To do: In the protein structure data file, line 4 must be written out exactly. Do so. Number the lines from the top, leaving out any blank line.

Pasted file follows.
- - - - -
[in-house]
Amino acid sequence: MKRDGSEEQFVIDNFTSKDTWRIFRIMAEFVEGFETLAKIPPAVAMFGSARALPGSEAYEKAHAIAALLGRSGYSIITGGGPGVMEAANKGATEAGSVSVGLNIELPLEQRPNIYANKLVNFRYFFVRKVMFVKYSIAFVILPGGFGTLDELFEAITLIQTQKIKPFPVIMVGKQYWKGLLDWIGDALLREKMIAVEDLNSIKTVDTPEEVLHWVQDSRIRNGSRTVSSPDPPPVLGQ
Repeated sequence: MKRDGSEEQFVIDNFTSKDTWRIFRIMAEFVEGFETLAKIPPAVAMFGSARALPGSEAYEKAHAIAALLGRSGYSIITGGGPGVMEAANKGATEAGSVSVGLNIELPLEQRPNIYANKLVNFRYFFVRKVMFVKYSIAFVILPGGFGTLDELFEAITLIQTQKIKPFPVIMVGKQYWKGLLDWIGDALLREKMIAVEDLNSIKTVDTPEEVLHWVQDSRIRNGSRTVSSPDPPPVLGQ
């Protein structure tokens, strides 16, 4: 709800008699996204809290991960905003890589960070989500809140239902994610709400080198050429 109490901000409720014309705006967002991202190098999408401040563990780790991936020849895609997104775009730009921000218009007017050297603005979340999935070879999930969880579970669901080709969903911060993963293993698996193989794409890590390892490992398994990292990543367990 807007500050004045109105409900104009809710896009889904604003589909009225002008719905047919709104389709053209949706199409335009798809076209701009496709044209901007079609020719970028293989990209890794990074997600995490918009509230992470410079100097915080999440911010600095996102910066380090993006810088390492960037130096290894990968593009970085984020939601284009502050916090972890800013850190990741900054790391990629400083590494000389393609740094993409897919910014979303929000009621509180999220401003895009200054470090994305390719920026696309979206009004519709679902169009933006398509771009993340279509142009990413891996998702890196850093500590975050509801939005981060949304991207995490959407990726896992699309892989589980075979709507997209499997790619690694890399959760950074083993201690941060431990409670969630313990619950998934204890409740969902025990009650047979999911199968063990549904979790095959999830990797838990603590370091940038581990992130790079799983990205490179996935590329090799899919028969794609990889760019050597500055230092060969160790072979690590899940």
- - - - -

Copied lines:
């Protein structure tokens, strides 16, 4: 709800008699996204809290991960905003890589960070989500809140239902994610709400080198050429 109490901000409720014309705006967002991202190098999408401040563990780790991936020849895609997104775009730009921000218009007017050297603005979340999935070879999930969880579970669901080709969903911060993963293993698996193989794409890590390892490992398994990292990543367990 807007500050004045109105409900104009809710896009889904604003589909009225002008719905047919709104389709053209949706199409335009798809076209701009496709044209901007079609020719970028293989990209890794990074997600995490918009509230992470410079100097915080999440911010600095996102910066380090993006810088390492960037130096290894990968593009970085984020939601284009502050916090972890800013850190990741900054790391990629400083590494000389393609740094993409897919910014979303929000009621509180999220401003895009200054470090994305390719920026696309979206009004519709679902169009933006398509771009993340279509142009990413891996998702890196850093500590975050509801939005981060949304991207995490959407990726896992699309892989589980075979709507997209499997790619690694890399959760950074083993201690941060431990409670969630313990619950998934204890409740969902025990009650047979999911199968063990549904979790095959999830990797838990603590370091940038581990992130790079799983990205490179996935590329090799899919028969794609990889760019050597500055230092060969160790072979690590899940």